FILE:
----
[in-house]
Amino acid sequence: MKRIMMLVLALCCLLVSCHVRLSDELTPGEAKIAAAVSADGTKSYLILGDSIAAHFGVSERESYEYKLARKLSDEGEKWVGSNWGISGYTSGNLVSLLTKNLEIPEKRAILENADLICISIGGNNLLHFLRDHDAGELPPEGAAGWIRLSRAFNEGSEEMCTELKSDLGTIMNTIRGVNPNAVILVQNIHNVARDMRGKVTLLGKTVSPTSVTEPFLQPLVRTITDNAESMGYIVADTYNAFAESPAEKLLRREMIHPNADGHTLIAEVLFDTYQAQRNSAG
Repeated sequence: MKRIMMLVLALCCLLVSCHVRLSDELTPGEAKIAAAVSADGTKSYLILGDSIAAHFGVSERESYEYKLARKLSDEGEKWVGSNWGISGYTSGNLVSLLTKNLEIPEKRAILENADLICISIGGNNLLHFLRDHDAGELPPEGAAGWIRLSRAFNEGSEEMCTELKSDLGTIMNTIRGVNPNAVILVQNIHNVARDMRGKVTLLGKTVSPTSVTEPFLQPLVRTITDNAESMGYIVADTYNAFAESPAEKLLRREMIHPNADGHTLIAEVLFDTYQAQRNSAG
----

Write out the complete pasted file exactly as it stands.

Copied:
[in-house]
Amino acid sequence: MKRIMMLVLALCCLLVSCHVRLSDELTPGEAKIAAAVSADGTKSYLILGDSIAAHFGVSERESYEYKLARKLSDEGEKWVGSNWGISGYTSGNLVSLLTKNLEIPEKRAILENADLICISIGGNNLLHFLRDHDAGELPPEGAAGWIRLSRAFNEGSEEMCTELKSDLGTIMNTIRGVNPNAVILVQNIHNVARDMRGKVTLLGKTVSPTSVTEPFLQPLVRTITDNAESMGYIVADTYNAFAESPAEKLLRREMIHPNADGHTLIAEVLFDTYQAQRNSAG
Repeated sequence: MKRIMMLVLALCCLLVSCHVRLSDELTPGEAKIAAAVSADGTKSYLILGDSIAAHFGVSERESYEYKLARKLSDEGEKWVGSNWGISGYTSGNLVSLLTKNLEIPEKRAILENADLICISIGGNNLLHFLRDHDAGELPPEGAAGWIRLSRAFNEGSEEMCTELKSDLGTIMNTIRGVNPNAVILVQNIHNVARDMRGKVTLLGKTVSPTSVTEPFLQPLVRTITDNAESMGYIVADTYNAFAESPAEKLLRREMIHPNADGHTLIAEVLFDTYQAQRNSAG